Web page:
Infant Sleep: Answers to Common Questions From Parents

Authors: 

By POLLY MOORE, PhD
California Clinical Trials
Dr Moore is director of Sleep Research at California Clinical Trials in Los Angeles.

ABSTRACT: Adequate sleep is essential for infants, both to ensure proper brain development and to minimize the risk of later problems with attention, behavior, and mood. However, many infants today do not get enough sleep. Pediatricians can help parents safeguard their baby's sleep by educating them about infant sleep-wake cycles, by teaching them to recognize their baby's "sleepy signals" as well as the signs of chronically insufficient sleep, and by stressing the importance of an appropriate bedtime. It is best to allow children to outgrow their need for naps on their own. Infants who awaken at night crying may not necessarily need to be fed, even if they readily accept a feeding; they may simply be getting insufficient daytime sleep. For many infants, the period from 5 to 7 months is the best time to try to get them to sleep on their own. The "cry it out" approach to teaching self-soothing can be highly effective and seems to have more staying power than other approaches.  

As a result of misinformation or a lack of knowledge about healthy infant sleep, many parents and their babies suffer needlessly—and no one gets enough sleep. A baby’s sleepwake cycles are likely to appear unpredictable to new parents. This, coupled with conflicting advice about infant sleep, can lead to parents simply letting the baby sleep “whenever.” In such a situation, the baby often ends up with chronically insufficient sleep, which, if left unchecked, can spiral into persistent night awakenings and bedtime resistance.

A good understanding of the unique nature of infant sleep-wake cycles can help pediatricians prevent such problems by providing parents with more effective advice regarding their baby’s sleep. Here I provide a brief overview of infant sleep, with a special emphasis on the importance of sufficient sleep. I then present specific information you can draw on when advising your patients’ parents about common sleep-related concerns.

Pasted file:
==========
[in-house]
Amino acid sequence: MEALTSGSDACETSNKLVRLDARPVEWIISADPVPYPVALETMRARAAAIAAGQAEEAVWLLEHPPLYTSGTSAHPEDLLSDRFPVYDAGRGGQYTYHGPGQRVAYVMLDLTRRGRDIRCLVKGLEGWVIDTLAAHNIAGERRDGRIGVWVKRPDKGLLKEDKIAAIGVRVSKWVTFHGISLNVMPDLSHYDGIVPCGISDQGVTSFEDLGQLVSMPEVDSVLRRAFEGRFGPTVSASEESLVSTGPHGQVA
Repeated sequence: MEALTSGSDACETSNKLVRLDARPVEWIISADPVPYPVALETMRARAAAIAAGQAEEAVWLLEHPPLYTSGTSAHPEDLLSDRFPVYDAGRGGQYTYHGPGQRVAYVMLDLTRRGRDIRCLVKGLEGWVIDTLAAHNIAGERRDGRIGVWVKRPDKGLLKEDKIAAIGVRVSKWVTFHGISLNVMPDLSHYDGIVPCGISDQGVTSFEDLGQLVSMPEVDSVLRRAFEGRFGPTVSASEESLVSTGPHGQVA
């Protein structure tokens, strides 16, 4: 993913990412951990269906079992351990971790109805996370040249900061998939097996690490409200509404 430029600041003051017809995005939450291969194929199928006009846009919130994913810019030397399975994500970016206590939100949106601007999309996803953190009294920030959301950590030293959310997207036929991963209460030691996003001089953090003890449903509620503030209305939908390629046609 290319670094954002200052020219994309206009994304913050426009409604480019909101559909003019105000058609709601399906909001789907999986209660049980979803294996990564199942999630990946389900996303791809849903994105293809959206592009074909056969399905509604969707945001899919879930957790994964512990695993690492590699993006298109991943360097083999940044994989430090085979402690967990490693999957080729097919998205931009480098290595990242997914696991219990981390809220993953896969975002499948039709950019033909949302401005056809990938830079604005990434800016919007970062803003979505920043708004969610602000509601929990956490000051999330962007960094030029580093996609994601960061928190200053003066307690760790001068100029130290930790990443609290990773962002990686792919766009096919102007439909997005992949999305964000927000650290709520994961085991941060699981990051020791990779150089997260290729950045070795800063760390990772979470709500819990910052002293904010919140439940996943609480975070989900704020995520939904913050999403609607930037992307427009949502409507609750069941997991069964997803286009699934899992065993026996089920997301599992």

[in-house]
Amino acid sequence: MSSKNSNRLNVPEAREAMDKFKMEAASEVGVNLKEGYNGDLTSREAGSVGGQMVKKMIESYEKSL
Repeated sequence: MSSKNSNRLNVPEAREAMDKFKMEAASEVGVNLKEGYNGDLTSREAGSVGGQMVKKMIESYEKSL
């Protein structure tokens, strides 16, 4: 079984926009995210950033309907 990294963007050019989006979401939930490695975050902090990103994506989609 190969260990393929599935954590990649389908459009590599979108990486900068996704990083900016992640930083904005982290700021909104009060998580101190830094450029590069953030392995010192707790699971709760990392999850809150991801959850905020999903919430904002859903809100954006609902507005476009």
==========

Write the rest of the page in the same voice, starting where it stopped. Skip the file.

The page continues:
WHY SUFFICIENT SLEEP IN INFANCY IS SO IMPORTANT

Sufficient sleep is vital for humans of all ages. Sleep loss in adults has been shown to lead to, among other things, apathy, attention problems, irritability, increased errors, increased illness, increased aggressive behavior, impulse control problems, difficulty with problem solving,1 and even difficulty in making moral decisions.2 Parents of newborns are likely to have experienced several of these sequelae firsthand and are acutely aware of the short-term consequences of inadequate sleep. However, adults are not unique in being adversely affected by a lack of sleep.

Most, if not all, of the above consequences have a parallel in pediatric populations. In children, there are established associations between short (or irregular) sleep and poor school performance, school absences, weight gain and obesity, mood changes, alterations in ability to manage emotions or deal with failure, impulsivity, and attention difficulties.1 Prospective studies show that sleep problems in infancy or early childhood increase the risk of later development of depression and anxiety,3 alcohol( and substance abuse,4 behavior problems,5 attention disorders,6 sleep disorders,1 and obesity.7

Sleep’s role in the development of infants’ brains. The developing brain may be particularly vulnerable to sleep loss. In altricial species such as humans, in which the young are born with visual and other systems not fully developed, sleep plays a unique and crucial role in learning and development. For example, there is evidence that sleep enhances plasticity in the developing visual cortex.8 Consequently, the young of such species have a far greater sleep need than do the adults. Moreover, the brain of an adult human can make up for lost sleep to a certain extent via known neural mechanisms. However, these neural mechanisms only emerge after the early years of life and are not functional in babies.9 Thus, infants cannot compensate for a loss of the sleep they need for optimal neurodevelopment.